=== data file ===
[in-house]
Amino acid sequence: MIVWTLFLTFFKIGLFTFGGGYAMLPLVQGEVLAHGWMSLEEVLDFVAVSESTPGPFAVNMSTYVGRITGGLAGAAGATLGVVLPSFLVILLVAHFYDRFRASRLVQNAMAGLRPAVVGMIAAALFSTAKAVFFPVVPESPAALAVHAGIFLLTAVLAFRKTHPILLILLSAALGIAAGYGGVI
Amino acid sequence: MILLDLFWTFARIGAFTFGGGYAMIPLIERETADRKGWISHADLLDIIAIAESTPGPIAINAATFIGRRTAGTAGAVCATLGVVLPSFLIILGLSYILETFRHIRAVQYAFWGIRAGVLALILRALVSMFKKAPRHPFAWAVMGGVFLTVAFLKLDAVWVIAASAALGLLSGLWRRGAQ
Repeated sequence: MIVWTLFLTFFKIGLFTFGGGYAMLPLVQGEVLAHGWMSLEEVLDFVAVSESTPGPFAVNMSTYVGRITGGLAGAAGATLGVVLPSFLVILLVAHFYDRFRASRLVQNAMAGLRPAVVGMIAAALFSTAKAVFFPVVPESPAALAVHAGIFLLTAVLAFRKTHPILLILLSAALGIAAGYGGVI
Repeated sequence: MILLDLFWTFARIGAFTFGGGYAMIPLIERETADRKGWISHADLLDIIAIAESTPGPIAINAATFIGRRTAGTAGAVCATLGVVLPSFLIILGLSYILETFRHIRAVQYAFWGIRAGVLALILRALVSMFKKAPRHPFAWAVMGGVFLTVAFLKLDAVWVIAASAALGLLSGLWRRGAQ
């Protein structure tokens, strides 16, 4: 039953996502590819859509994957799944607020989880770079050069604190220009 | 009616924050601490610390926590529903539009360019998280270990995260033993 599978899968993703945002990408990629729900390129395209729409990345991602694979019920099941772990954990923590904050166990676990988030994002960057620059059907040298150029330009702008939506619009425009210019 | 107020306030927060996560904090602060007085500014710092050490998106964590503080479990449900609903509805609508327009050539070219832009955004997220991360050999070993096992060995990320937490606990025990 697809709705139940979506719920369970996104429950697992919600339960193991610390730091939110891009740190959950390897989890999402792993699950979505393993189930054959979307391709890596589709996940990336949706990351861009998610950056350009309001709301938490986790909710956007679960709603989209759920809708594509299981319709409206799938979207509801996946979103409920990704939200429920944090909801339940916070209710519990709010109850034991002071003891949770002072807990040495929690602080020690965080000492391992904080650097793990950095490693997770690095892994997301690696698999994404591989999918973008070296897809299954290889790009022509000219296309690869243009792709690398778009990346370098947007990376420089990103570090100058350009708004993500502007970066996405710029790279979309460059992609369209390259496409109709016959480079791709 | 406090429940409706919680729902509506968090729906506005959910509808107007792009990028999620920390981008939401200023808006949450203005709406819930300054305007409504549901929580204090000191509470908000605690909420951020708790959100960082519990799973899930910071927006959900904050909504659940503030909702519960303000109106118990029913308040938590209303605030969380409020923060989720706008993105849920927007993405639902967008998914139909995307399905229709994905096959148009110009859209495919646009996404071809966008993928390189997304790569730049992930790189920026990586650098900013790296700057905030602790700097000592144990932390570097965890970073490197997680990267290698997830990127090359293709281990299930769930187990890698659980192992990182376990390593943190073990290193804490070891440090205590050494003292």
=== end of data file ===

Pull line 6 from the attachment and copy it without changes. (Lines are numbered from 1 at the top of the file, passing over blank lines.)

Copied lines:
């Protein structure tokens, strides 16, 4: 039953996502590819859509994957799944607020989880770079050069604190220009 | 009616924050601490610390926590529903539009360019998280270990995260033993 599978899968993703945002990408990629729900390129395209729409990345991602694979019920099941772990954990923590904050166990676990988030994002960057620059059907040298150029330009702008939506619009425009210019 | 107020306030927060996560904090602060007085500014710092050490998106964590503080479990449900609903509805609508327009050539070219832009955004997220991360050999070993096992060995990320937490606990025990 697809709705139940979506719920369970996104429950697992919600339960193991610390730091939110891009740190959950390897989890999402792993699950979505393993189930054959979307391709890596589709996940990336949706990351861009998610950056350009309001709301938490986790909710956007679960709603989209759920809708594509299981319709409206799938979207509801996946979103409920990704939200429920944090909801339940916070209710519990709010109850034991002071003891949770002072807990040495929690602080020690965080000492391992904080650097793990950095490693997770690095892994997301690696698999994404591989999918973008070296897809299954290889790009022509000219296309690869243009792709690398778009990346370098947007990376420089990103570090100058350009708004993500502007970066996405710029790279979309460059992609369209390259496409109709016959480079791709 | 406090429940409706919680729902509506968090729906506005959910509808107007792009990028999620920390981008939401200023808006949450203005709406819930300054305007409504549901929580204090000191509470908000605690909420951020708790959100960082519990799973899930910071927006959900904050909504659940503030909702519960303000109106118990029913308040938590209303605030969380409020923060989720706008993105849920927007993405639902967008998914139909995307399905229709994905096959148009110009859209495919646009996404071809966008993928390189997304790569730049992930790189920026990586650098900013790296700057905030602790700097000592144990932390570097965890970073490197997680990267290698997830990127090359293709281990299930769930187990890698659980192992990182376990390593943190073990290193804490070891440090205590050494003292």